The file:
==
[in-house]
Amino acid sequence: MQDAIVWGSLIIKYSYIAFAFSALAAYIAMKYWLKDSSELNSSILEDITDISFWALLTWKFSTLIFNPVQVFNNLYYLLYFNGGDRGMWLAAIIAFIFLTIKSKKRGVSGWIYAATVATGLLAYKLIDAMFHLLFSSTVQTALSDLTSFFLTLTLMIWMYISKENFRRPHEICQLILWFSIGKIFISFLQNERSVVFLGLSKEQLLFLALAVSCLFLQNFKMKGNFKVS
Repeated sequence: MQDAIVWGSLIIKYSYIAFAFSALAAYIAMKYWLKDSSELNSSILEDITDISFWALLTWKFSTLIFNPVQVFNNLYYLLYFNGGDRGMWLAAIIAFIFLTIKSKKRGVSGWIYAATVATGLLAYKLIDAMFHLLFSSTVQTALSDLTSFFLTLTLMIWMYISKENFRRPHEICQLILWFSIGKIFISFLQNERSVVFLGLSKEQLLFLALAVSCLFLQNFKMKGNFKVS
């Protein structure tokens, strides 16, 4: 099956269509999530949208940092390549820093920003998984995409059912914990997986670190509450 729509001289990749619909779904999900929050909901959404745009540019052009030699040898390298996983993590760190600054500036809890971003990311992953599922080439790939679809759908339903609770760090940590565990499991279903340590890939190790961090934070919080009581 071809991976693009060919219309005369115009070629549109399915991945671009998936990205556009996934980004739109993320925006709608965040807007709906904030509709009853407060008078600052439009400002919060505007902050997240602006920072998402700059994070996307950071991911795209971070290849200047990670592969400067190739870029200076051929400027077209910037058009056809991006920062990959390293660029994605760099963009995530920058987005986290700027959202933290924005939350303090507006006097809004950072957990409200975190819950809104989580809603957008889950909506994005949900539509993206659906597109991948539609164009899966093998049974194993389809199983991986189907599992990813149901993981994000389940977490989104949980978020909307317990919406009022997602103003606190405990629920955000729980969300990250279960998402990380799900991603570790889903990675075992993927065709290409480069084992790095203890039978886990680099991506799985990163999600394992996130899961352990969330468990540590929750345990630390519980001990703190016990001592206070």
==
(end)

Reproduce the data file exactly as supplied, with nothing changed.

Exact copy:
[in-house]
Amino acid sequence: MQDAIVWGSLIIKYSYIAFAFSALAAYIAMKYWLKDSSELNSSILEDITDISFWALLTWKFSTLIFNPVQVFNNLYYLLYFNGGDRGMWLAAIIAFIFLTIKSKKRGVSGWIYAATVATGLLAYKLIDAMFHLLFSSTVQTALSDLTSFFLTLTLMIWMYISKENFRRPHEICQLILWFSIGKIFISFLQNERSVVFLGLSKEQLLFLALAVSCLFLQNFKMKGNFKVS
Repeated sequence: MQDAIVWGSLIIKYSYIAFAFSALAAYIAMKYWLKDSSELNSSILEDITDISFWALLTWKFSTLIFNPVQVFNNLYYLLYFNGGDRGMWLAAIIAFIFLTIKSKKRGVSGWIYAATVATGLLAYKLIDAMFHLLFSSTVQTALSDLTSFFLTLTLMIWMYISKENFRRPHEICQLILWFSIGKIFISFLQNERSVVFLGLSKEQLLFLALAVSCLFLQNFKMKGNFKVS
């Protein structure tokens, strides 16, 4: 099956269509999530949208940092390549820093920003998984995409059912914990997986670190509450 729509001289990749619909779904999900929050909901959404745009540019052009030699040898390298996983993590760190600054500036809890971003990311992953599922080439790939679809759908339903609770760090940590565990499991279903340590890939190790961090934070919080009581 071809991976693009060919219309005369115009070629549109399915991945671009998936990205556009996934980004739109993320925006709608965040807007709906904030509709009853407060008078600052439009400002919060505007902050997240602006920072998402700059994070996307950071991911795209971070290849200047990670592969400067190739870029200076051929400027077209910037058009056809991006920062990959390293660029994605760099963009995530920058987005986290700027959202933290924005939350303090507006006097809004950072957990409200975190819950809104989580809603957008889950909506994005949900539509993206659906597109991948539609164009899966093998049974194993389809199983991986189907599992990813149901993981994000389940977490989104949980978020909307317990919406009022997602103003606190405990629920955000729980969300990250279960998402990380799900991603570790889903990675075992993927065709290409480069084992790095203890039978886990680099991506799985990163999600394992996130899961352990969330468990540590929750345990630390519980001990703190016990001592206070």